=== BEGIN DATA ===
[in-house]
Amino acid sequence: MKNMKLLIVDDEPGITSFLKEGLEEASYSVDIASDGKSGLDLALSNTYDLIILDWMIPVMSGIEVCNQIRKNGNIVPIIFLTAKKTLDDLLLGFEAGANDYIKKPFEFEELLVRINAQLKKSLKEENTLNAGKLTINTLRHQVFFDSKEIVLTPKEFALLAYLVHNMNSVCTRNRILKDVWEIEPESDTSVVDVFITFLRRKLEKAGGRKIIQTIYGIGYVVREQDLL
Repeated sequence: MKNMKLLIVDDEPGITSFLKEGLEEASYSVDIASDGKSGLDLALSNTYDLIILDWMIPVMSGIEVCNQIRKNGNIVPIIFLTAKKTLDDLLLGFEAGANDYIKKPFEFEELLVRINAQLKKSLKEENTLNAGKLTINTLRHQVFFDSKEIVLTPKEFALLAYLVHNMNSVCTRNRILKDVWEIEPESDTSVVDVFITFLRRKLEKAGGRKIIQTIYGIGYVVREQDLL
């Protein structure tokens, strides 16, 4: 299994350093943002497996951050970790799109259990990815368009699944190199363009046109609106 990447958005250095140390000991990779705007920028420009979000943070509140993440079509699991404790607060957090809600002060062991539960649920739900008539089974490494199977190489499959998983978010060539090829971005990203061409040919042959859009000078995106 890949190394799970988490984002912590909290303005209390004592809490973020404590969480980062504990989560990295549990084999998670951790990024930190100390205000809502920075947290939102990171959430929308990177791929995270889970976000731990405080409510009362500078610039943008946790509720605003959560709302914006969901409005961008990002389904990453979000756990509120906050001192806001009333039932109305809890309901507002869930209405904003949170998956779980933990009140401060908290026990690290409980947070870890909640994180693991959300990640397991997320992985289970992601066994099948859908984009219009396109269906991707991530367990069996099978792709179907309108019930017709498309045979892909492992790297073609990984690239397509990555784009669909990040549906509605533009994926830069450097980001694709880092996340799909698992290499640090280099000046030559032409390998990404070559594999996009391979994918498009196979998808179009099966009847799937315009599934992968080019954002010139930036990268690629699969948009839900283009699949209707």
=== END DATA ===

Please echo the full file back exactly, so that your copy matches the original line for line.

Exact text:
[in-house]
Amino acid sequence: MKNMKLLIVDDEPGITSFLKEGLEEASYSVDIASDGKSGLDLALSNTYDLIILDWMIPVMSGIEVCNQIRKNGNIVPIIFLTAKKTLDDLLLGFEAGANDYIKKPFEFEELLVRINAQLKKSLKEENTLNAGKLTINTLRHQVFFDSKEIVLTPKEFALLAYLVHNMNSVCTRNRILKDVWEIEPESDTSVVDVFITFLRRKLEKAGGRKIIQTIYGIGYVVREQDLL
Repeated sequence: MKNMKLLIVDDEPGITSFLKEGLEEASYSVDIASDGKSGLDLALSNTYDLIILDWMIPVMSGIEVCNQIRKNGNIVPIIFLTAKKTLDDLLLGFEAGANDYIKKPFEFEELLVRINAQLKKSLKEENTLNAGKLTINTLRHQVFFDSKEIVLTPKEFALLAYLVHNMNSVCTRNRILKDVWEIEPESDTSVVDVFITFLRRKLEKAGGRKIIQTIYGIGYVVREQDLL
């Protein structure tokens, strides 16, 4: 299994350093943002497996951050970790799109259990990815368009699944190199363009046109609106 990447958005250095140390000991990779705007920028420009979000943070509140993440079509699991404790607060957090809600002060062991539960649920739900008539089974490494199977190489499959998983978010060539090829971005990203061409040919042959859009000078995106 890949190394799970988490984002912590909290303005209390004592809490973020404590969480980062504990989560990295549990084999998670951790990024930190100390205000809502920075947290939102990171959430929308990177791929995270889970976000731990405080409510009362500078610039943008946790509720605003959560709302914006969901409005961008990002389904990453979000756990509120906050001192806001009333039932109305809890309901507002869930209405904003949170998956779980933990009140401060908290026990690290409980947070870890909640994180693991959300990640397991997320992985289970992601066994099948859908984009219009396109269906991707991530367990069996099978792709179907309108019930017709498309045979892909492992790297073609990984690239397509990555784009669909990040549906509605533009994926830069450097980001694709880092996340799909698992290499640090280099000046030559032409390998990404070559594999996009391979994918498009196979998808179009099966009847799937315009599934992968080019954002010139930036990268690629699969948009839900283009699949209707």